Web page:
Hong Kong’s benchmark stock index rose, capping its longest winning streak since January 2011, as cement and automakers advanced today. Gains were limited after a China central bank adviser said the nation won’t provide big economic stimulus measures.
Anhui Conch Cement Co., China’s biggest supplier of the building material, rose 2.6 percent, extending yesterday’s gains as Bank of America Merrill Lynch turned positive on the sector. Dongfeng Motor Group Co., a Chinese automaker, gained 4.7 percent after Daiwa Capital Markets Hong Kong Ltd. said car sales in the nation may grow in October. Chinese developers fell on a report that a researcher at the Ministry of Housing said China will maintain limits on property purchases.
The Hang Seng Index rose a seventh day, gaining 0.2 percent to 21,551.76 at the close, with about three stocks advancing for every two that fell on the 49-member gauge. The measure advanced 2 percent for the week, a seventh straight week of advance. If the streak extends next week, it would be the longest run since November 2006.
“People believe that China’s economy has bottomed and there won’t be any hard landing,” said Francis Lun, managing director at Hong Kong-based brokerage Lyncean Holdings Ltd. “The general mood is optimism. Even though the macro economy seems to be doing well, export growth is still very low for China. The Hong Kong market has been rising, which means a correction can happen any time and there may be some profit taking.”
Volume on the Hang Seng Index was 2.4 percent below the 30-day average for the time of day, according to data compiled by Bloomberg. The Hang Seng China Enterprises Index of mainland companies, also known as the H-share index, gained 0.5 percent to 10,683.61. The measure rose yesterday after China reported third-quarter economic growth that matched economists’ estimates, and after Xinhua News Agency cited Premier Wen Jiabao as saying China’s “economic growth has started to stabilize.”
The Hong Kong equity benchmark rose 3.3 percent this month through yesterday, extending last month’s 7 percent advance, as Chinese lenders gained on prospects for more stimulus measures in the world’s second-largest economy. The Hang Seng Index traded at 11.3 times estimated earnings on average yesterday, compared with 13.9 times for the Standard & Poor’s 500 Index and 12.3 times for the Stoxx Europe 600 Index, according to data compiled by Bloomberg.
Futures on the S&P 500 slid 0.1 percent today. The gauge fell 0.2 percent yesterday as technology shares dropped after Google Inc. reported third-quarter profit and sales that missed estimates. Google slumped 8 percent after its earnings report was filed inadvertently during regular trading hours.
Today marks the 25th anniversary of the so-called Black Monday, the worst one-day global stock crash in history. The Hang Seng Index tumbled 33 percent on Oct. 26, 1987, following a four-day suspension by the city’s stock exchange.
“It was disbelief, hopelessness,” said Lyncean’s Lun, who owned a real-estate investment company in Hong Kong during the crash. “They thought if you stop the market then the market will return to normal, but of course that did not happen, the market crashed. Now you have program trading dominating the equity markets around the world. A glitch in a computer could plunge the stock markets around the world into the abyss. There’s much more system risk than before.”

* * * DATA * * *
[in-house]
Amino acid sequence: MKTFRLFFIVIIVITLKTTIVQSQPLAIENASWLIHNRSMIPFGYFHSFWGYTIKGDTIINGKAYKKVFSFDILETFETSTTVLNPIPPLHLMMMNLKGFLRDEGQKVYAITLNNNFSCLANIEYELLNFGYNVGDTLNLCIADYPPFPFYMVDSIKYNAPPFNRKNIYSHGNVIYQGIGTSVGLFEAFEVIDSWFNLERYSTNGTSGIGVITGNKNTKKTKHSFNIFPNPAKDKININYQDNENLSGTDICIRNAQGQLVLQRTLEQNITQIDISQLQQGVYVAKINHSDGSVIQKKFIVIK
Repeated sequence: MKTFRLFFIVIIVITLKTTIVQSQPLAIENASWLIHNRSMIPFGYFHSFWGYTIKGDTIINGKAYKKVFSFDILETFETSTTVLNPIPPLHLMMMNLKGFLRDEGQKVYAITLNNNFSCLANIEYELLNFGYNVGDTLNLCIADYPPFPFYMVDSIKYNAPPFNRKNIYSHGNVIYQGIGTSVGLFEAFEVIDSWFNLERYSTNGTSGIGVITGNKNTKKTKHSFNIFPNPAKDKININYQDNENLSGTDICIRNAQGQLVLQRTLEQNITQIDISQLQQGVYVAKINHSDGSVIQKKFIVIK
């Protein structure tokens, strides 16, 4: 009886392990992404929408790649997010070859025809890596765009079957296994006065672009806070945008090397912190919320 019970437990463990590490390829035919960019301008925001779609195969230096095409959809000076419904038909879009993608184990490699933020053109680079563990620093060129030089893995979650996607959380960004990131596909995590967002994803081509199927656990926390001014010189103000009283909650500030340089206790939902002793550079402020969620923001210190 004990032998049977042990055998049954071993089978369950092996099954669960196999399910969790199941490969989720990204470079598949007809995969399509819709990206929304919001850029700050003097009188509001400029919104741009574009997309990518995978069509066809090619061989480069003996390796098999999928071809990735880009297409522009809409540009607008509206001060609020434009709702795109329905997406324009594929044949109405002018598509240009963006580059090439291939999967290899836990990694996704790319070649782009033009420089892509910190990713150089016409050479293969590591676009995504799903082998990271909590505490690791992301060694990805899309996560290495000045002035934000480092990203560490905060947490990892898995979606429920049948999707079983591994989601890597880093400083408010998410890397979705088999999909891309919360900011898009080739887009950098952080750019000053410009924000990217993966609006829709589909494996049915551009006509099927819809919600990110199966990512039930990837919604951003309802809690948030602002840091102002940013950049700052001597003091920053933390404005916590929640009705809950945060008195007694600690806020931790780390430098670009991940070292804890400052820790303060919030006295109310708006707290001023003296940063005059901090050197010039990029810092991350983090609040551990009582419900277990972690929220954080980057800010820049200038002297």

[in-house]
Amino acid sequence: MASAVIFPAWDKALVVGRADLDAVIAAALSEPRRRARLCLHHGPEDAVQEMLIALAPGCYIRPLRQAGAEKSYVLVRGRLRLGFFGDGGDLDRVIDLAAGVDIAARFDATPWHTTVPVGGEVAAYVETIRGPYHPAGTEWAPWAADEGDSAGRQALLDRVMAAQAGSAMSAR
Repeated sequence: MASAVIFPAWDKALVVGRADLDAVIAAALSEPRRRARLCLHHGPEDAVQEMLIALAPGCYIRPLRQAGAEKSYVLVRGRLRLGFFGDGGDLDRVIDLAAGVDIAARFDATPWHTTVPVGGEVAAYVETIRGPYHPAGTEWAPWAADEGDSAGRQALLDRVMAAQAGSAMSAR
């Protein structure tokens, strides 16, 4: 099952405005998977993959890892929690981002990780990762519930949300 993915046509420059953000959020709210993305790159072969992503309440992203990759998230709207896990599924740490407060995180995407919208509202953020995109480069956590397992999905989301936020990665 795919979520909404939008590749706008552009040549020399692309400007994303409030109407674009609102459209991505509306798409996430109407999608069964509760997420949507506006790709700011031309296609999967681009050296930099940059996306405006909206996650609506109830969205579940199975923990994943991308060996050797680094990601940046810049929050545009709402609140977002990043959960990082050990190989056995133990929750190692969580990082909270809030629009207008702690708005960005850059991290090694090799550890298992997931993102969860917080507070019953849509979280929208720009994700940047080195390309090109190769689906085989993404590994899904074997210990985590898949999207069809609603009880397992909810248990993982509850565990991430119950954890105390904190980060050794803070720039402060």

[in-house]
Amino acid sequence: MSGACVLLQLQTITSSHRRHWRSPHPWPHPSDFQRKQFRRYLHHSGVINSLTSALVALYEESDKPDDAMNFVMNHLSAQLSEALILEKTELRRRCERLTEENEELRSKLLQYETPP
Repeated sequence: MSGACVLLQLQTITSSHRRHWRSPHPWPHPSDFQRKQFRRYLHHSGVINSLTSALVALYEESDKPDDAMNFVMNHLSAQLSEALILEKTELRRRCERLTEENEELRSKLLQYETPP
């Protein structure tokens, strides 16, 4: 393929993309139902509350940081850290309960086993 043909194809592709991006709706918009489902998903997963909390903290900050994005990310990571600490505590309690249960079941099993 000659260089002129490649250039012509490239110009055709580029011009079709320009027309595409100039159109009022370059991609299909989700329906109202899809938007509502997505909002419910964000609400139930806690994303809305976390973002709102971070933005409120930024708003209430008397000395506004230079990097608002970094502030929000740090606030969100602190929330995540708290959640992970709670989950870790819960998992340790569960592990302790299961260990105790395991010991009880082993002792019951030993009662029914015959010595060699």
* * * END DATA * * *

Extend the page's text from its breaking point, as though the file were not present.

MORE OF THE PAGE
Anhui Conch rose 2.6 percent to HK$27.25, while China Shanshui Cement Group Ltd. advanced 3.6 percent to HK$6.03. Cement shares rose yesterday after Bank of America Merrill Lynch said demand for the material will rise 6.7 percent in 2013 from 5.3 percent in 2012.
Dongfeng Motor climbed 4.7 percent to HK$10.80. BYD Co., a maker of electric vehicles that’s partially owned by billionaire Warren Buffett, advanced 1.8 percent to HK$15.64.
Passenger vehicle sales volume in China may grow 10 percent in October from a year earlier as sentiment improves, Daiwa analyst Jeff Chung wrote in a report dated yesterday.
MGM China Holdings Ltd. rose 4.3 percent to HK$14.24 after winning a land grant to develop a second casino resort in Macao.
GCL-Poly Energy Holdings Ltd., a solar-power company, advanced 5.5 percent to HK$1.34 after the Shanghai Securities News reported that China may issue more policies to support the industry.
China’s local-government investment plans probably won’t materialize quickly because they’re reliant on the central government and banks for funding, said Song Guoqing, an adviser to the People’s Bank of China. A strong rebound in growth is unlikely, Song said in a speech at Tsinghua University in Beijing yesterday.
Foreign direct investment in China fell for the 10th time in 11 months as companies reined in spending amid a slowdown in the world’s second-biggest economy. Spending fell 6.8 percent from a year earlier to $8.43 billion, the Ministry of Commerce said in Beijing today.
A measure of property developers had the biggest drop among the Hang Seng Index’s four industry groups. State-controlled China Resources Land Ltd. slid 1.3 percent to HK$16.96. Evergrande Real Estate Group Ltd., a builder based in the southern city of Guangzhou, declined 2.1 percent to HK$3.26.
China should avoid large profits in the real-estate industry, Shanghai Securities News reported, citing Wang Juelin, a researcher at the Ministry of Housing and Urban-Rural Development. China will continue limits on property purchases for at least the next one to two years, the report cited Wang as saying.
Futures on the Hang Seng Index rose 0.1 percent to 21,558. The HSI Volatility Index fell 4.2 percent to 14.92, the lowest since October 2006. The level indicates traders expect a swing of 4.3 percent for the equity benchmark in the next 30 days.